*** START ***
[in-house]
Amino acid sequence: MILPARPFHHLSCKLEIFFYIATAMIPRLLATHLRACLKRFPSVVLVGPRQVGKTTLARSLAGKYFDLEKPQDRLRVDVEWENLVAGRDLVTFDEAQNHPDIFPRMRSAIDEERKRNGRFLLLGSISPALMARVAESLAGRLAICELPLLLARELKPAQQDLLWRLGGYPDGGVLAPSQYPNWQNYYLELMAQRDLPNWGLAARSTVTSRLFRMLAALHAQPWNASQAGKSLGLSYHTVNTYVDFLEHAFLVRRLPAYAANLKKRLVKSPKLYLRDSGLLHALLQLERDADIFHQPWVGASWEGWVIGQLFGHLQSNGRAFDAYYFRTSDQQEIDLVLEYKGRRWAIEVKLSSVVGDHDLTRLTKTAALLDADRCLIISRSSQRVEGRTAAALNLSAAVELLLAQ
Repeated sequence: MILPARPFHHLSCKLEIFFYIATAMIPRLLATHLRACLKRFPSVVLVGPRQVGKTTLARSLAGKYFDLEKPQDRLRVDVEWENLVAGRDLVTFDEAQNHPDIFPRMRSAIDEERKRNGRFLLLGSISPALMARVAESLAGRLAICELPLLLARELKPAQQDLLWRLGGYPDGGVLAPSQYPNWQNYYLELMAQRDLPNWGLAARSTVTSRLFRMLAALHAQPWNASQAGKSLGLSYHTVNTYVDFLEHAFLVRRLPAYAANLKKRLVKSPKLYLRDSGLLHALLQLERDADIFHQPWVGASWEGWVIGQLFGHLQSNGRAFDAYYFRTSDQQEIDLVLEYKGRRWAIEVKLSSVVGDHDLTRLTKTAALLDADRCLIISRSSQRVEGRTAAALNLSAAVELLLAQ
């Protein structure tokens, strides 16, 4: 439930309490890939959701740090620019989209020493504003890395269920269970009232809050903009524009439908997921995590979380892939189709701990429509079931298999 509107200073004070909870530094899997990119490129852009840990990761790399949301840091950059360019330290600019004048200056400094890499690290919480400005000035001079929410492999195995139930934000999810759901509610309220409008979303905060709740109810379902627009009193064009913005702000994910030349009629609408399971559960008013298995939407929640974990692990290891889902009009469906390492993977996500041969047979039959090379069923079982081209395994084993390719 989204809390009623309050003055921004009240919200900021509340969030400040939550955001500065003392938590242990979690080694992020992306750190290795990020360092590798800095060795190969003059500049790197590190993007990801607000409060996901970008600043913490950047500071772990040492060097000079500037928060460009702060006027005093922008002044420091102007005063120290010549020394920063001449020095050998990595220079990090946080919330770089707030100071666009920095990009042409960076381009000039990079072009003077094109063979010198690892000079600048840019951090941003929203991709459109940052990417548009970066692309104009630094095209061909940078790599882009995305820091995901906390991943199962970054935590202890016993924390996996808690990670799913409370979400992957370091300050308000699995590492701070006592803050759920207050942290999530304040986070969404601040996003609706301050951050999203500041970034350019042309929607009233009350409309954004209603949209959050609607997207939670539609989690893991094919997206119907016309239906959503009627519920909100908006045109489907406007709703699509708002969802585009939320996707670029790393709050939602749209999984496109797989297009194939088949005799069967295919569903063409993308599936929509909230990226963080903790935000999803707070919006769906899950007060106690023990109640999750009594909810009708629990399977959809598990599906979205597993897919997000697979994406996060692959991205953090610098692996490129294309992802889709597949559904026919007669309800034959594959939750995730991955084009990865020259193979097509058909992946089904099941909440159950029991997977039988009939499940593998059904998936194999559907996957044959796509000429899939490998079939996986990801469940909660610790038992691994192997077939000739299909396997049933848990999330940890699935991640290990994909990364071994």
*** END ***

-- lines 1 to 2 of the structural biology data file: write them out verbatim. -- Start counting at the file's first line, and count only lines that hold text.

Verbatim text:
[in-house]
Amino acid sequence: MILPARPFHHLSCKLEIFFYIATAMIPRLLATHLRACLKRFPSVVLVGPRQVGKTTLARSLAGKYFDLEKPQDRLRVDVEWENLVAGRDLVTFDEAQNHPDIFPRMRSAIDEERKRNGRFLLLGSISPALMARVAESLAGRLAICELPLLLARELKPAQQDLLWRLGGYPDGGVLAPSQYPNWQNYYLELMAQRDLPNWGLAARSTVTSRLFRMLAALHAQPWNASQAGKSLGLSYHTVNTYVDFLEHAFLVRRLPAYAANLKKRLVKSPKLYLRDSGLLHALLQLERDADIFHQPWVGASWEGWVIGQLFGHLQSNGRAFDAYYFRTSDQQEIDLVLEYKGRRWAIEVKLSSVVGDHDLTRLTKTAALLDADRCLIISRSSQRVEGRTAAALNLSAAVELLLAQ